Why aren’t you dancing?
Forms of expressions are different.
Doesn’t affect you.
My sister and I got last-minute tickets to today’s Dropkick Murphys show. Their shows around St. Patrick’s day are EPIC, and I’d gone last year and had a blast. My sister also quite likes the band, and since last year she’s really wanted to go. We managed to get some floor tickets for a not-terribly-unreasonable price, and found a decent place to stand. Unfortunately, people can’t totally a) mind their own business; or b) be mindful of personal space.
Towards the middle of the show, my sis and I were kind of swaying, kind of bouncing, and singing along a bit, when this chick behind us tapped me on the shoulder and said, “Come on, ladies, dance!” I rolled my eyes a bit and ignored her. I rather dislike people who try to get me to be more enthused–I am just not an externally enthusiastic person. Never have been, never will be, and I am totally a-okay with that. I’ll get excited about things, sure, but I’m not a fist-pumping, sweat-flailing, mosh-pit enthusiast (though, uh, there have been incidents, but those involve certain people and certain substances and certain situations, none of which really involve my little sister, for eff’s sake). I thought that was the end of it, but noooo. Later on in the show she tapped me again, this time to ask why I wasn’t more into the show, why did I look so miserable, and so on. I told her that I am just very impassive, and that she was lucky I was even moving. And that it was nice of her to be concerned but I was enjoying myself and not everyone expresses themselves through dance. I think she finally got it, but I have spent a bit too much time brooding about it. Really, why can’t people just mind their own business?
This incident makes me think of how I’m hardly ever hit on when walking on the street, or how people don’t ask me for directions. I guess I have a very good bitchface; I am unsure if this is good or bad. Considering that I hate being harassed on the street (and that I am one of those people who’s dumb enough to stop when someone accosts me at those stupid mall carts), this is probably a good thing.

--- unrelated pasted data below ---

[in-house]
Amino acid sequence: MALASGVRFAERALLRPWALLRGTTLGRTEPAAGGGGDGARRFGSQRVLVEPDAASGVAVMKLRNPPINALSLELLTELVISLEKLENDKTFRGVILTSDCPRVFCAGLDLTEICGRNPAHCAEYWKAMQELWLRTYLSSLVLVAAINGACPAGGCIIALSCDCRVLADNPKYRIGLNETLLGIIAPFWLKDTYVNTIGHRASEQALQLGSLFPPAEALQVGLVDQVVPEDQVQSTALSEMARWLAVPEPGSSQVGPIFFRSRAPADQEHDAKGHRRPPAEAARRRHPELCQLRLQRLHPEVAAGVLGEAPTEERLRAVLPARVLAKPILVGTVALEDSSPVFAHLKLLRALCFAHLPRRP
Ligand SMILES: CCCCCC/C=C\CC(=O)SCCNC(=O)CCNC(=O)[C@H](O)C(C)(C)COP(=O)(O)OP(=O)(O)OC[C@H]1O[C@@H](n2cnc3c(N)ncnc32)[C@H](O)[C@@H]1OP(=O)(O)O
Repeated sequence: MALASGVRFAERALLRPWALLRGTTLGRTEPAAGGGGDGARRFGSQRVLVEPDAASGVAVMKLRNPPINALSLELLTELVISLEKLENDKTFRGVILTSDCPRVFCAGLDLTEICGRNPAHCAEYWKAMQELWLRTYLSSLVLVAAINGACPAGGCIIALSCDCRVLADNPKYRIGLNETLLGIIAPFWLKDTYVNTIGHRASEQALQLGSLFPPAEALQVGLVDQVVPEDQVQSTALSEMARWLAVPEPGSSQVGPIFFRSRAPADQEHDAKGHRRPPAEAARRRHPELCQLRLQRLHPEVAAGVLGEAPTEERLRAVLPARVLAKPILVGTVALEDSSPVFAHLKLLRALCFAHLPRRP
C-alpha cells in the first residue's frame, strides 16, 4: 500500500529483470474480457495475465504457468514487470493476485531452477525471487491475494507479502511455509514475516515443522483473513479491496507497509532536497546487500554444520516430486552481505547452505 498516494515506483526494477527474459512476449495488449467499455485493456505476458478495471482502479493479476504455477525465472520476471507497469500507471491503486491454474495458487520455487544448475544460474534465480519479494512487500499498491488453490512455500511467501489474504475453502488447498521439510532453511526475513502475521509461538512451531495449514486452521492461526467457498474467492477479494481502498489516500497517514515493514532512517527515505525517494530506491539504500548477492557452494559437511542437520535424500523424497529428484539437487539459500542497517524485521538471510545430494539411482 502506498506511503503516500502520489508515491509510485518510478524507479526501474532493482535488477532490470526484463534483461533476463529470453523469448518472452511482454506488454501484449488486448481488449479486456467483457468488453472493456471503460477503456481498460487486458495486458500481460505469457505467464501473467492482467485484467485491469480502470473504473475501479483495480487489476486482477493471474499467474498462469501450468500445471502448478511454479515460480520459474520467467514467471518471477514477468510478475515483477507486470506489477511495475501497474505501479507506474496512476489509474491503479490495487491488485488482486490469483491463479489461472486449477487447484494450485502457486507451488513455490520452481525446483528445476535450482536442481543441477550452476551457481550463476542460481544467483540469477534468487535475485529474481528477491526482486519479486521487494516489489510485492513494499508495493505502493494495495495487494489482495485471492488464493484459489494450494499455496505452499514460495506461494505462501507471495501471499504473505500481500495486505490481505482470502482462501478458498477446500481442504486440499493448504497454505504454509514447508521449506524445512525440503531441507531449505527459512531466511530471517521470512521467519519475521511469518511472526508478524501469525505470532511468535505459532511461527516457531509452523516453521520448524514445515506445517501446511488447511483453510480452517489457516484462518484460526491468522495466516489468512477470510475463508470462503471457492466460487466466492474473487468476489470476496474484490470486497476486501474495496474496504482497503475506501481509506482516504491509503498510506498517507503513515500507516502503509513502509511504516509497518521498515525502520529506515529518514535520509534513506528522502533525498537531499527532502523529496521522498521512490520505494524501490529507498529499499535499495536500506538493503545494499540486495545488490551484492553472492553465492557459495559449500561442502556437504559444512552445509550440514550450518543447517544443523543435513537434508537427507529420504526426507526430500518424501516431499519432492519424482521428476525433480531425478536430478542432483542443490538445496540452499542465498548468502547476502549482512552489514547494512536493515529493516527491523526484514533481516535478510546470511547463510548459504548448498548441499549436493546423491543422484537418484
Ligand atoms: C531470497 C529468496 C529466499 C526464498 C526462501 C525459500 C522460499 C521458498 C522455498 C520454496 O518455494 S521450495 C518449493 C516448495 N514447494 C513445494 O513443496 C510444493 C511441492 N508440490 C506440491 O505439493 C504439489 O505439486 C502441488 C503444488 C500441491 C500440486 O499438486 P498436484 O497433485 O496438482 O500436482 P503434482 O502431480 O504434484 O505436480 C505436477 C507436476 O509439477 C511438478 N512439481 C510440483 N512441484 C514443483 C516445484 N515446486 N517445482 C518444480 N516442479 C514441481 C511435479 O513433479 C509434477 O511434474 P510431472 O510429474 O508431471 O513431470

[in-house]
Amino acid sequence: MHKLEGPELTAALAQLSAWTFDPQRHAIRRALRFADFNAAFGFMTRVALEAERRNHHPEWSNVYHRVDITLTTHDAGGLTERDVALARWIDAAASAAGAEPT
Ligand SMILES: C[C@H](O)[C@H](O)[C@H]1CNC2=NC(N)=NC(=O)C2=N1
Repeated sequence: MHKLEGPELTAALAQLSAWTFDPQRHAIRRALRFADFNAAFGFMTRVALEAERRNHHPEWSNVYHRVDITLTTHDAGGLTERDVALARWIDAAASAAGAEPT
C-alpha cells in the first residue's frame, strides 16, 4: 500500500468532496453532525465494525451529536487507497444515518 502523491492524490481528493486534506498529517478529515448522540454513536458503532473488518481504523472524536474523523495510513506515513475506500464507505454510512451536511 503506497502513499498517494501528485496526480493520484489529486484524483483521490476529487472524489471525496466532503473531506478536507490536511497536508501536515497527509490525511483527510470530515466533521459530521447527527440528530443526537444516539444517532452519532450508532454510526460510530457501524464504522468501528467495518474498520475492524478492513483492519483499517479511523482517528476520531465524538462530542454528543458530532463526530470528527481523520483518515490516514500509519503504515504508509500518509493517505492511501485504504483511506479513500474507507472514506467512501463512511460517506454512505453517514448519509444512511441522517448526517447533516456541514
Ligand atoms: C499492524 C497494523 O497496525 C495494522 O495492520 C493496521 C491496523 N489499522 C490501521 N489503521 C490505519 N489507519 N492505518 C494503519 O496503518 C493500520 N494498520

For the record, I also hate people telling me to smile. Fortunately that hasn’t happened in a while.
The other irritating thing was that we were standing behind this pair of older men, one of whom was trying for the title of Most Enthusiastic Fan. Good lord. The guy knew all the words. And he was fist-pumping and lurching back and forth, sweat beading on his bald crown and soaking what little fringe of hair he had left. I thoroughly appreciated his enthusiasm (in fact, I told Nosy Chick that he was dancing enough for my sister and me), but would have enjoyed it more had he been even remotely cognizant that other people were at the concert too, and were standing in fairly close proximity to him. My sister and I almost got clocked by his aggressive fist-pumpery and erratic rocking-out a number of times, and his friend, though not rocking out, was similarly oblivious, stepping back into me a number of times. Is it wrong that I really wanted them to step into me so I could shove an elbow into the kidneys?
Lesson learned here: Dropkick Murphys concerts should NOT be attempted without copious application of Guinness.